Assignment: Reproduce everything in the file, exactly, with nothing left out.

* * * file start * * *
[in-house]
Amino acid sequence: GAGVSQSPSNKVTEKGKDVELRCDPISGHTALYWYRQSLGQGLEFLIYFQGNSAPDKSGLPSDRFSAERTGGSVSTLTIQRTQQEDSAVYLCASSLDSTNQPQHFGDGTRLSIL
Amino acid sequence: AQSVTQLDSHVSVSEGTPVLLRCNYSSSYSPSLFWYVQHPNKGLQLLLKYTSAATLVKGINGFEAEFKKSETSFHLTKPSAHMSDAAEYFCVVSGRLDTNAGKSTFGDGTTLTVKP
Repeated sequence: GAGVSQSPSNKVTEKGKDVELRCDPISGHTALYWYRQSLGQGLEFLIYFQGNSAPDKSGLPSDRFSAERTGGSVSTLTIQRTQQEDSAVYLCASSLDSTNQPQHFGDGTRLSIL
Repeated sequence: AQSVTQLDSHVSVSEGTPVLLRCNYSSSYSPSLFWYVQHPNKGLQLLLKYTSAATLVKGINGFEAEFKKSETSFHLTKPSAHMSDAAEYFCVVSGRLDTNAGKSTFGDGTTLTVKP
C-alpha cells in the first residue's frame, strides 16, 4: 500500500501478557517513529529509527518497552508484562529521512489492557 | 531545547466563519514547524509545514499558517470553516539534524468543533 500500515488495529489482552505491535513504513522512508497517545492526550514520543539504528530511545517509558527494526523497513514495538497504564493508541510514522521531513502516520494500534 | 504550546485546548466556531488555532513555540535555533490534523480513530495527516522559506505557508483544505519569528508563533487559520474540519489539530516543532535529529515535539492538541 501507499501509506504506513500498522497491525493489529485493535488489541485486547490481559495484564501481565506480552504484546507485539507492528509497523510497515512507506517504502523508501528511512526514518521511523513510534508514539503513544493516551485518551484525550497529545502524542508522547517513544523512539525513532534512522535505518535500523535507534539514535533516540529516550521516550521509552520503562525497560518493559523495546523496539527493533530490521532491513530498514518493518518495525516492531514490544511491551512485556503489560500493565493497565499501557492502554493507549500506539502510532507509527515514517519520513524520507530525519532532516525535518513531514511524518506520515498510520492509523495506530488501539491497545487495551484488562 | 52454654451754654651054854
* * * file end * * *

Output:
[in-house]
Amino acid sequence: GAGVSQSPSNKVTEKGKDVELRCDPISGHTALYWYRQSLGQGLEFLIYFQGNSAPDKSGLPSDRFSAERTGGSVSTLTIQRTQQEDSAVYLCASSLDSTNQPQHFGDGTRLSIL
Amino acid sequence: AQSVTQLDSHVSVSEGTPVLLRCNYSSSYSPSLFWYVQHPNKGLQLLLKYTSAATLVKGINGFEAEFKKSETSFHLTKPSAHMSDAAEYFCVVSGRLDTNAGKSTFGDGTTLTVKP
Repeated sequence: GAGVSQSPSNKVTEKGKDVELRCDPISGHTALYWYRQSLGQGLEFLIYFQGNSAPDKSGLPSDRFSAERTGGSVSTLTIQRTQQEDSAVYLCASSLDSTNQPQHFGDGTRLSIL
Repeated sequence: AQSVTQLDSHVSVSEGTPVLLRCNYSSSYSPSLFWYVQHPNKGLQLLLKYTSAATLVKGINGFEAEFKKSETSFHLTKPSAHMSDAAEYFCVVSGRLDTNAGKSTFGDGTTLTVKP
C-alpha cells in the first residue's frame, strides 16, 4: 500500500501478557517513529529509527518497552508484562529521512489492557 | 531545547466563519514547524509545514499558517470553516539534524468543533 500500515488495529489482552505491535513504513522512508497517545492526550514520543539504528530511545517509558527494526523497513514495538497504564493508541510514522521531513502516520494500534 | 504550546485546548466556531488555532513555540535555533490534523480513530495527516522559506505557508483544505519569528508563533487559520474540519489539530516543532535529529515535539492538541 501507499501509506504506513500498522497491525493489529485493535488489541485486547490481559495484564501481565506480552504484546507485539507492528509497523510497515512507506517504502523508501528511512526514518521511523513510534508514539503513544493516551485518551484525550497529545502524542508522547517513544523512539525513532534512522535505518535500523535507534539514535533516540529516550521516550521509552520503562525497560518493559523495546523496539527493533530490521532491513530498514518493518518495525516492531514490544511491551512485556503489560500493565493497565499501557492502554493507549500506539502510532507509527515514517519520513524520507530525519532532516525535518513531514511524518506520515498510520492509523495506530488501539491497545487495551484488562 | 52454654451754654651054854